Fast forward half a decade, and at this year’s TRB annual meeting, I heard a presentation by Joe Mahoney of Colorado DOT describing an effort under way to draw on what appears to be a successful effort in Melbourne. CDOT will use portion of I-25 in Denver for its pilot project. And within the last few months I’ve learned that Utah DOT is also planning a pilot project, very likely on I-15 in Salt Lake City. So what, exactly, does the Managed Motorway concept involve?
According to the 2016 TRB presentation by Joe Mahoney and WSP PB consultants David Ungemah and Darren Henderson, it combines a more sophisticated real-time use of ramp metering with active traffic management and variable speed limits to fully control motorway/freeway traffic flow. It applies a version of control theory to traffic management, which has only become possible in recent years thanks to high-bandwidth, low-latency communications and the ability to monitor traffic flow in real time.
VicRoads, the government corporation that is in charge of highways in the Australian state of Victoria, has been working for 15 years to develop Managed Motorways, and you can find detailed information on their website (just Google VicRoads Managed Motorways). On the M1 in Melbourne, they have succeeded in eliminating recurrent congestion at critical bottlenecks and increased throughput by up to 25% during peak periods, as documented by before (2010) and after (2012) comparisons. Darren Henderson told me that this required a real paradigm shift for VicRoads, which involved a complete restructuring of how they do business. It also involved development of complex algorithms for things like real-time optimization of the whole system of ramp meters.
Both Colorado DOT and Utah DOT have completed feasibility assessments of applying lessons learned by VicRoads to portions of I-25 in Denver and I-15 in Salt Lake City, and such a study is also under way in Phoenix by the Maricopa Association of Governments. Planning is furthest along in Denver, where a 13-mile stretch of I-25 south of I-70 has been identified as the site for their pilot project. That corridor includes 12 arterial interchanges and two freeway interchanges. The project is being designed, and the intent is to operate a six-month demonstration sometime in 2017. UDOT is still working to define exactly what they will implement as their pilot project, and they are sharing information with CDOT on Managed Motorways as they proceed.
I think this idea has a lot of potential, but what’s missing from it is any mention of pricing. VicRoads has significantly reduced congestion in the short term, but depending on how fast Melbourne grows, those gains may not be sustainable over the longer term—as overall demand grows, either the system will have to accept lower performance on the motorway or allow parallel arterials to be overwhelmed. So a plausible follow-on would be to add pricing to the Managed Motorway concept. One approach, proposed by Mike Brown of Metro Analytics, would be to price access at the on-ramps (www.FreewayOptimization.org). Another would be to implement variable pricing on all the lanes, as part of the future replacement of per-gallon fuel taxes with per-mile charges. Pricing would provide the dual benefit of helping manage traffic flow while also raising revenue to pay for the capital and operating costs of the motorways, including lane additions. Henderson told me that VicRoads is now contemplating pricing, as well.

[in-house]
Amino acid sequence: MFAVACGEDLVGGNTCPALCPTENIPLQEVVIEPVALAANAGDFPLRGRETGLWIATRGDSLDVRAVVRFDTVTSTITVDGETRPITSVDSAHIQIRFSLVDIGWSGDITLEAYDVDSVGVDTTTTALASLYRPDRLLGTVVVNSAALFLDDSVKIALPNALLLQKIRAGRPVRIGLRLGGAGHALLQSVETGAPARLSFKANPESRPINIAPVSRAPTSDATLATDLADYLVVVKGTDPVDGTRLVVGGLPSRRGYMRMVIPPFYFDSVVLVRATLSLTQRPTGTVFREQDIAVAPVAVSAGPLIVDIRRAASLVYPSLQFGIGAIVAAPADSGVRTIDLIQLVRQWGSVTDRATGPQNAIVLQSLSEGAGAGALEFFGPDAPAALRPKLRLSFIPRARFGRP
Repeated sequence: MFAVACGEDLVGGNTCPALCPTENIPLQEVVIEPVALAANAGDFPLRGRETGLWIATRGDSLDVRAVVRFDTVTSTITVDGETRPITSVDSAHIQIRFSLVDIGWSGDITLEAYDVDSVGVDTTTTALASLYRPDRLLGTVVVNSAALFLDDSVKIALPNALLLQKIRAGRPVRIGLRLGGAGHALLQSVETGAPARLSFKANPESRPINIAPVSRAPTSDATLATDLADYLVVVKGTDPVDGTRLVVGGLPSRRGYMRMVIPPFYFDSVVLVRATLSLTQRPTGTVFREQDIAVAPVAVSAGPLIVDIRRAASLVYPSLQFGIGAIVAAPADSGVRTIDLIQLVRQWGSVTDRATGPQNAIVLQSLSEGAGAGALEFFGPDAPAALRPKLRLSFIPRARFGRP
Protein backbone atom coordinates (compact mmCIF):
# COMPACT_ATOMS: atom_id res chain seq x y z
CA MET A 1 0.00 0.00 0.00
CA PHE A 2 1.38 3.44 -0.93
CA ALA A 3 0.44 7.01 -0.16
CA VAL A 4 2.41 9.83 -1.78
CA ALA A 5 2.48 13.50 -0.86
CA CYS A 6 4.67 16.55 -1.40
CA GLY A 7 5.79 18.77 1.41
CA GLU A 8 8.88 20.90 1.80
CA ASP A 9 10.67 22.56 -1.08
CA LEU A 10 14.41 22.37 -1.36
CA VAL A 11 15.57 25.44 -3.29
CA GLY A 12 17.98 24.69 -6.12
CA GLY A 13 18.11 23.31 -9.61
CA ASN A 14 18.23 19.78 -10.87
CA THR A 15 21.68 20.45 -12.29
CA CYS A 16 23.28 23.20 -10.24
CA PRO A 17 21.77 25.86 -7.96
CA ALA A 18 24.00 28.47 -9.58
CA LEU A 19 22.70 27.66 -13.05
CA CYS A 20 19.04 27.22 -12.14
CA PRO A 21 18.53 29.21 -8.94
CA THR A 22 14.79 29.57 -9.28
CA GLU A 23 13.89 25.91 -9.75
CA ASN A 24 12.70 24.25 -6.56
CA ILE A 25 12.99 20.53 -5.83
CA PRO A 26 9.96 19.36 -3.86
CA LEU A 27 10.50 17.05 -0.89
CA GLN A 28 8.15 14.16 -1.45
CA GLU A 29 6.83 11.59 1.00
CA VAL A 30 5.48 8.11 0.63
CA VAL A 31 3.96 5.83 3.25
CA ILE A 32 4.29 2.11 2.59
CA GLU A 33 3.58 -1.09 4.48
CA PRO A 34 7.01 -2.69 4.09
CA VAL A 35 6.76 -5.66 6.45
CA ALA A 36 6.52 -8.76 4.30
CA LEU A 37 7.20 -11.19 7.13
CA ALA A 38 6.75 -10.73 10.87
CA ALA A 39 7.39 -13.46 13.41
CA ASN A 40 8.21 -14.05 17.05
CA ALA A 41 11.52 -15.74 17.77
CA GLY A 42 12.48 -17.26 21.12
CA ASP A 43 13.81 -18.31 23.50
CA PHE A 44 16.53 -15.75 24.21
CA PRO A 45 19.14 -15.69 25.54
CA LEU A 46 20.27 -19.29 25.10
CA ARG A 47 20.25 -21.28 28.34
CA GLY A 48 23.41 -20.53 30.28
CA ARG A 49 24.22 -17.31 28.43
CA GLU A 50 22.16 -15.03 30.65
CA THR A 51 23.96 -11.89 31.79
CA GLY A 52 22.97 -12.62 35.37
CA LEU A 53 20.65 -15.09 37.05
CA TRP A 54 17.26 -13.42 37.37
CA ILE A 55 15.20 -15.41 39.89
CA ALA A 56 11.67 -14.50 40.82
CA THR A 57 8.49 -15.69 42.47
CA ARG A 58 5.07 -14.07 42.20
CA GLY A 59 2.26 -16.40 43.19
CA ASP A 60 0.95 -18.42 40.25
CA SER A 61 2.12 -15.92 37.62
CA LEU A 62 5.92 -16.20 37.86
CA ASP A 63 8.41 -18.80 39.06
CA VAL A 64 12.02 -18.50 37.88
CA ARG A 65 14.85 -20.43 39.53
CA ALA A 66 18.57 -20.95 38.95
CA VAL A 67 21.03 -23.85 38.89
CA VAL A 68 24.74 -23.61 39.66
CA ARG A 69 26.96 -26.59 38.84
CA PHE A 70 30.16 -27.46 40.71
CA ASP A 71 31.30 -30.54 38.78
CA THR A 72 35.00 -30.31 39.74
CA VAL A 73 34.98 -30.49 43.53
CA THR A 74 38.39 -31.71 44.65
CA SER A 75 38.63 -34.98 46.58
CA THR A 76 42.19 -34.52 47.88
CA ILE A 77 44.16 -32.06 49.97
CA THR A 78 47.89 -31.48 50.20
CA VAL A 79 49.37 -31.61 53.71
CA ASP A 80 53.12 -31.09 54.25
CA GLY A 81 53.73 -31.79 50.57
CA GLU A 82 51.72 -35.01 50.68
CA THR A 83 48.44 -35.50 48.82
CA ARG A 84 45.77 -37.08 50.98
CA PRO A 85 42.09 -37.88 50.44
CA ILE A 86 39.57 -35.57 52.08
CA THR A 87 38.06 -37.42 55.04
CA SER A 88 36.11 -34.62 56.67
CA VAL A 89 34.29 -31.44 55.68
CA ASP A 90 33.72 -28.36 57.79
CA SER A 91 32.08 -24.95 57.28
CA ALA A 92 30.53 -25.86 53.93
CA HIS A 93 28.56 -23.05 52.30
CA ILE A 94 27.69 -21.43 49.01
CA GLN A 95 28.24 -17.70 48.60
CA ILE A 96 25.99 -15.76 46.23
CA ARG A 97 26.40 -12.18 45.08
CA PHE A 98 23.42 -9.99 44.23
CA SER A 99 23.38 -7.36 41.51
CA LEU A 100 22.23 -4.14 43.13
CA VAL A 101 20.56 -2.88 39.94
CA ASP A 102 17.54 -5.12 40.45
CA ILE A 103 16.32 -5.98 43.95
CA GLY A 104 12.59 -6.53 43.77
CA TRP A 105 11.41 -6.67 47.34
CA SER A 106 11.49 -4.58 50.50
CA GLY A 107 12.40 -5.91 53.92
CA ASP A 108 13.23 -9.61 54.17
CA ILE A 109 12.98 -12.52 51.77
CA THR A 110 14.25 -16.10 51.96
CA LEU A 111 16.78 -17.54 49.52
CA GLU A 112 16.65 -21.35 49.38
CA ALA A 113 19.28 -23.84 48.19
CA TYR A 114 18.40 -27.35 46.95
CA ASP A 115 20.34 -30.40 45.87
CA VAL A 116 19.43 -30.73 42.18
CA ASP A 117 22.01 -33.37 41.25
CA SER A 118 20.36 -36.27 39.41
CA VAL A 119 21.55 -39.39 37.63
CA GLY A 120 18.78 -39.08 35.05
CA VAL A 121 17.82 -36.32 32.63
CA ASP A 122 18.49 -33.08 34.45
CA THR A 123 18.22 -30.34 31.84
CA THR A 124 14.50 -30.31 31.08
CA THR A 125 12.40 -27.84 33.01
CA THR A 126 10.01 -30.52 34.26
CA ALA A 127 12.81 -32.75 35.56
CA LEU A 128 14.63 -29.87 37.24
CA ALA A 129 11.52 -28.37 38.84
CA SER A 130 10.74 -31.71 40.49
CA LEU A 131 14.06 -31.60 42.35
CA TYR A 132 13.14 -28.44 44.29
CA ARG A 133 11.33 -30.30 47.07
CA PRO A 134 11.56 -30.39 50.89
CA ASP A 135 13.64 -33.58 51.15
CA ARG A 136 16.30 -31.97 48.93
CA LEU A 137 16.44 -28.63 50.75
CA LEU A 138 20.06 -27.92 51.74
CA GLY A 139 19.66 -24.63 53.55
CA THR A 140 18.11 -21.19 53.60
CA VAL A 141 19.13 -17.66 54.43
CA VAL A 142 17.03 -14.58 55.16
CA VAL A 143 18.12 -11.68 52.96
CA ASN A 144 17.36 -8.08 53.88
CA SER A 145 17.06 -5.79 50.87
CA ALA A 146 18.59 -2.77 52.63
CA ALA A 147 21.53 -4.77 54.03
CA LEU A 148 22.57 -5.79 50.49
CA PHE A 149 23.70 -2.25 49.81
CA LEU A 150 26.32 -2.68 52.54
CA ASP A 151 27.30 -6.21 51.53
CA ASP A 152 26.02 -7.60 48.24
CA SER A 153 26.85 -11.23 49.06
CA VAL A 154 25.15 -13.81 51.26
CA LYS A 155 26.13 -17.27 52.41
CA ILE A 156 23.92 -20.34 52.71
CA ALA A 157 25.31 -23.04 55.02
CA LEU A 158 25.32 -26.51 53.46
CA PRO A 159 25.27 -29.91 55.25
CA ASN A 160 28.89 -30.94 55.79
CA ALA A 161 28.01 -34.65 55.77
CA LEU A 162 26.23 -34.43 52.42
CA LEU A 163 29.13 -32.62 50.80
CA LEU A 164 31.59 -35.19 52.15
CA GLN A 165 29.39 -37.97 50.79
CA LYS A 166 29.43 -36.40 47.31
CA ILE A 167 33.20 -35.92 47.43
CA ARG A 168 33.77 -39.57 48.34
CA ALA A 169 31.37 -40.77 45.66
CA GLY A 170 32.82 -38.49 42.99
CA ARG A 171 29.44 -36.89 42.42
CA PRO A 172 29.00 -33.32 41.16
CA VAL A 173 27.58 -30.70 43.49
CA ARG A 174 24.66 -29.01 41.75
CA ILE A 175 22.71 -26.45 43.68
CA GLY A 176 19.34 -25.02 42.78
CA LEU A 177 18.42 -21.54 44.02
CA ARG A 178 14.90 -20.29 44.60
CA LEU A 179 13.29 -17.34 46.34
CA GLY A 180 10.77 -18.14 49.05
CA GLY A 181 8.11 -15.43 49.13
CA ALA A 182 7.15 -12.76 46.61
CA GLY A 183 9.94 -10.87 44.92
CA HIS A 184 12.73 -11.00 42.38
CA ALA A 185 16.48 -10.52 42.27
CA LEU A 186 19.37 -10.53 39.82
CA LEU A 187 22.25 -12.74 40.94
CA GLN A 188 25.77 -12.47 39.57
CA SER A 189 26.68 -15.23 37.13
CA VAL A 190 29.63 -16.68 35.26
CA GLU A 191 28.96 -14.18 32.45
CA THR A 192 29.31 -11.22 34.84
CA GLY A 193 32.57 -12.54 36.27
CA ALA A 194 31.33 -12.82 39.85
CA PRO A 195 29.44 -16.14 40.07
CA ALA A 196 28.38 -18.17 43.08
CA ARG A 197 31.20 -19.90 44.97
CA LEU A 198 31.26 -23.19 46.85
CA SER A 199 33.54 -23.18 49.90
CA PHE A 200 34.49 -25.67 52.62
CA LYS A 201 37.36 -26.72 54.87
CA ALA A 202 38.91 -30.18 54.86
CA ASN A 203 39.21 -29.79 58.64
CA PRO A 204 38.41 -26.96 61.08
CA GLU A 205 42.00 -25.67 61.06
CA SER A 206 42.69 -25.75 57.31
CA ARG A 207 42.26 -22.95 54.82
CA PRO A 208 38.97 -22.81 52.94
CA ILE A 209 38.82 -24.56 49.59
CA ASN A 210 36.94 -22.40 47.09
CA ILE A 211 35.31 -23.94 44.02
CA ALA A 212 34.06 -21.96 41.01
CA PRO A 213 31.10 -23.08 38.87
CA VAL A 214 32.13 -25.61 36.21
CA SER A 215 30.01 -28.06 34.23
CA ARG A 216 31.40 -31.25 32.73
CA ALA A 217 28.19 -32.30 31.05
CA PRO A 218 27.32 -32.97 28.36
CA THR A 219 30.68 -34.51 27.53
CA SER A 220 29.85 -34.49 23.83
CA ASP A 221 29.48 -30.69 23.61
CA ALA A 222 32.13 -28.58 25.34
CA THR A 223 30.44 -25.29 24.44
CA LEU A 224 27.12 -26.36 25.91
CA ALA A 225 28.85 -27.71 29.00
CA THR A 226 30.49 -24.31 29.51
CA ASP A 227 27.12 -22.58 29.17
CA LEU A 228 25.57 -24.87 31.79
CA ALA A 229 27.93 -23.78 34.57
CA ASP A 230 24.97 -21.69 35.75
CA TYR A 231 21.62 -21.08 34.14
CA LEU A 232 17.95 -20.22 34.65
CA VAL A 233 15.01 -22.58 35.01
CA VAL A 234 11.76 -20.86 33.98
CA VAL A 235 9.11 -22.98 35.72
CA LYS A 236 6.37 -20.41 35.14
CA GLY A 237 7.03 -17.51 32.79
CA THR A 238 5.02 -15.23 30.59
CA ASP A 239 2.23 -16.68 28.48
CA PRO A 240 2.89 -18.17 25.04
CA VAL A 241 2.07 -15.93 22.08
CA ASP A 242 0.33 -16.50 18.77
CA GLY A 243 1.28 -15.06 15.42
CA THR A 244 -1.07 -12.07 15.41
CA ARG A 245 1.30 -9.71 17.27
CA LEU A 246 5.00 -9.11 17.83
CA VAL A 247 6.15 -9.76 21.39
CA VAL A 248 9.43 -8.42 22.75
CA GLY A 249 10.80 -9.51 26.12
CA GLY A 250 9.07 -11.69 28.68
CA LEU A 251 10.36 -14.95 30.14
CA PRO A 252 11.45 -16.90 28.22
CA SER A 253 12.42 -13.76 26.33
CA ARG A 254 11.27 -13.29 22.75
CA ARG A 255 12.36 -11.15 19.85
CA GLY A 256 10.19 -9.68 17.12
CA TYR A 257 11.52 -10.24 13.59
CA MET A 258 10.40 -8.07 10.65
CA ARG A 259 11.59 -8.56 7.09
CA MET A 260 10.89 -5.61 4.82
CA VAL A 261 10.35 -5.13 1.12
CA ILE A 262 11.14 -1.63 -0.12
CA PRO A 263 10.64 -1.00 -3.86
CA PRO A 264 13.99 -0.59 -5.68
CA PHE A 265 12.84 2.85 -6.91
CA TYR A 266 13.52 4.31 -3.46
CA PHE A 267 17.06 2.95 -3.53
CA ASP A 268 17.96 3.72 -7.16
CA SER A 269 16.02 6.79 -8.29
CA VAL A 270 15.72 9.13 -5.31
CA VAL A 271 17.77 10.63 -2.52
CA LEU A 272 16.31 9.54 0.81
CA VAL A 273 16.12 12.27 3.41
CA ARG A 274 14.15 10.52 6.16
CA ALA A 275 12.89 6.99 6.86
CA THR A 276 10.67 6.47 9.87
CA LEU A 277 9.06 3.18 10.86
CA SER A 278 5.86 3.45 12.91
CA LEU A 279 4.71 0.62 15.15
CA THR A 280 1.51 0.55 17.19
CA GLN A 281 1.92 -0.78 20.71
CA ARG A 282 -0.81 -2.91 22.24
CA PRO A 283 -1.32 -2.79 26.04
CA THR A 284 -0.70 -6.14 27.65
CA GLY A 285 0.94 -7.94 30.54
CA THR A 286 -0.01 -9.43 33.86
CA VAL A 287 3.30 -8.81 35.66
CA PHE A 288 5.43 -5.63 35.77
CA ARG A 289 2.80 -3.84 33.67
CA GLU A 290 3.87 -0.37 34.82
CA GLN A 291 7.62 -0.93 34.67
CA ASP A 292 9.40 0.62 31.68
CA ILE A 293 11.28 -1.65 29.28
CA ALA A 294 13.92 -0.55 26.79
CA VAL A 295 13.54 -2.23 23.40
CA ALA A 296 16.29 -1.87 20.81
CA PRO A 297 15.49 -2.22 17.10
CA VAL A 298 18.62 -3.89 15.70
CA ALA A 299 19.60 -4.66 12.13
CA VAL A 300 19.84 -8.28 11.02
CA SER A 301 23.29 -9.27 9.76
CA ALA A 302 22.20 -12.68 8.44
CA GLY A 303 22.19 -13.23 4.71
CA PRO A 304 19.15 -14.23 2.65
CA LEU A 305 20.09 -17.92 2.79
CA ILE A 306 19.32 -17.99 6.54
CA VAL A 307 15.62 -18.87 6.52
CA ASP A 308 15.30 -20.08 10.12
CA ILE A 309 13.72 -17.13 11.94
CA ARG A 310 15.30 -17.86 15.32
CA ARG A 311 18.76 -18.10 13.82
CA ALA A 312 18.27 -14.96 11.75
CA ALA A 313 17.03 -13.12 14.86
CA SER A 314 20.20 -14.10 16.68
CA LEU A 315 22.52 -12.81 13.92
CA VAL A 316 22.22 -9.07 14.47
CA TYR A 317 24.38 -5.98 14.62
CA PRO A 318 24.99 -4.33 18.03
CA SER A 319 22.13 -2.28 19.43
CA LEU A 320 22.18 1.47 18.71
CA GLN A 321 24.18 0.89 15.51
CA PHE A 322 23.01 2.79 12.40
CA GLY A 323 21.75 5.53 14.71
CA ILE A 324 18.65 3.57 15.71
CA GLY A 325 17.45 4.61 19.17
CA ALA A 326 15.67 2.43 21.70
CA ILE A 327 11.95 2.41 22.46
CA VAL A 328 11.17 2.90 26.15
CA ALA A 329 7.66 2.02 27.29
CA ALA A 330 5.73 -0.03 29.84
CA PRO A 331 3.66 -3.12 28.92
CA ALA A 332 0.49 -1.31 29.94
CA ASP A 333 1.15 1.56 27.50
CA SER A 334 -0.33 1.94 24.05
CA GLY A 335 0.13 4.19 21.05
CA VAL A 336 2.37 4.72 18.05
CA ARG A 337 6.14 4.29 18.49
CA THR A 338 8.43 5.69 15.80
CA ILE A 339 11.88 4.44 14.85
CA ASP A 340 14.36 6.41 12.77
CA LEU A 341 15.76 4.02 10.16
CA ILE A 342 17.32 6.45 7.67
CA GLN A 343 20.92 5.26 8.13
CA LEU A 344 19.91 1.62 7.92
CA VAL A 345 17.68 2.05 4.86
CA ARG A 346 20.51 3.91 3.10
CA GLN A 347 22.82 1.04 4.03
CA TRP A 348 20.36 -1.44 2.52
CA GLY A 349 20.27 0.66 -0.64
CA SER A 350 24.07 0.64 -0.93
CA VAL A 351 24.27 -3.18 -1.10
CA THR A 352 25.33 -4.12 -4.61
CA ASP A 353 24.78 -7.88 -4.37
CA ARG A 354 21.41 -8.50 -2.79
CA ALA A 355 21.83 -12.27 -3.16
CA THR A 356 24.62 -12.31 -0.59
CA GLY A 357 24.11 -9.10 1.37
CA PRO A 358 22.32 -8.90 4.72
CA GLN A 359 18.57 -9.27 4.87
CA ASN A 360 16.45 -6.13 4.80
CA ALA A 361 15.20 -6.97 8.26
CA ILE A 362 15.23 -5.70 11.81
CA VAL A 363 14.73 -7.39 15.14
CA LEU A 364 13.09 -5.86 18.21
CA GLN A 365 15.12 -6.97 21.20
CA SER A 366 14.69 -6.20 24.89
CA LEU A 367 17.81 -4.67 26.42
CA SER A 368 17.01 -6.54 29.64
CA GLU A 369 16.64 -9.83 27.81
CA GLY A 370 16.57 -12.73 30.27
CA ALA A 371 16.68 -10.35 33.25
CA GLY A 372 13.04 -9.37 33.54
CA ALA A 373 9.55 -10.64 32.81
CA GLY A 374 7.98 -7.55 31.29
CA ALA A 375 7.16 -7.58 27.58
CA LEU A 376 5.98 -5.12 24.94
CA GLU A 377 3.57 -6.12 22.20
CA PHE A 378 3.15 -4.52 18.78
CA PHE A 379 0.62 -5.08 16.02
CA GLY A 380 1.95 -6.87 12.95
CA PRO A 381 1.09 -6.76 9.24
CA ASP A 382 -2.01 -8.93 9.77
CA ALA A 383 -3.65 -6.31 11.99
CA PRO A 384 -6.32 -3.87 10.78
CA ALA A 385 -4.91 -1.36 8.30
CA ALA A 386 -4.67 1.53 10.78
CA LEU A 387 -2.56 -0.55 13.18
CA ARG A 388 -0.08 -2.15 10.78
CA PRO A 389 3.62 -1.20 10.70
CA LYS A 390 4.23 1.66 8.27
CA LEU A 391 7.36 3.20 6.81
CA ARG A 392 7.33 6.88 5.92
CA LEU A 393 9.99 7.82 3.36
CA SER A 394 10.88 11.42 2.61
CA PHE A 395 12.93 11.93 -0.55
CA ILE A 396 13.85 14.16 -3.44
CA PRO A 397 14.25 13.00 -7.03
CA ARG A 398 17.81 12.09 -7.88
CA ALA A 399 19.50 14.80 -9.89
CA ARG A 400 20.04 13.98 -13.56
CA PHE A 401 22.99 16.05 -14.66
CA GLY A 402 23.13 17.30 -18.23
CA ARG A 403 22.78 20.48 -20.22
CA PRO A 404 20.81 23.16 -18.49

Because the basic Managed Motorways concept requires such a significant change from traditional ramp metering and other uses of ITS technology, both CDOT and UDOT plan to walk before they run, keeping their pilot projects simple. Their initial challenge is to demonstrate that the basic concept works, and once they accomplish that, they may consider other refinements.
I continue to be concerned about visions of an autonomous vehicle future based not only on the impressive capabilities of fully (level 4) self-driving cars but also of fleets of robotaxis replacing personal vehicles. These would, indeed, be major changes. But how soon large numbers of people will accept such vehicles, and whether they will own them or purchase “mobility as a service,” will make an enormous difference in the outcome.
We are just starting to get serious survey research data on what people think about an AV future, and the results are sobering. Fairly detailed survey research was released in April by the Texas A&M Transportation Institute: “Revolutionizing Our Roadways: Consumer Acceptance and Travel Behavior Impacts of Autonomous Vehicles.” TTI conducted the survey in the Austin, Texas metropolitan area—a far more representative location than often-studied New York City or Singapore. The study objective was “to gather empirical evidence on consumer acceptance and adoption: the factors associated with the intention to use, how that intention might influence mode choice and vehicle ownership decisions, and what all this could mean for travel demand and congestion.” The researchers did an online survey of 556 residents and followed up with in-person interviews with 44 participants.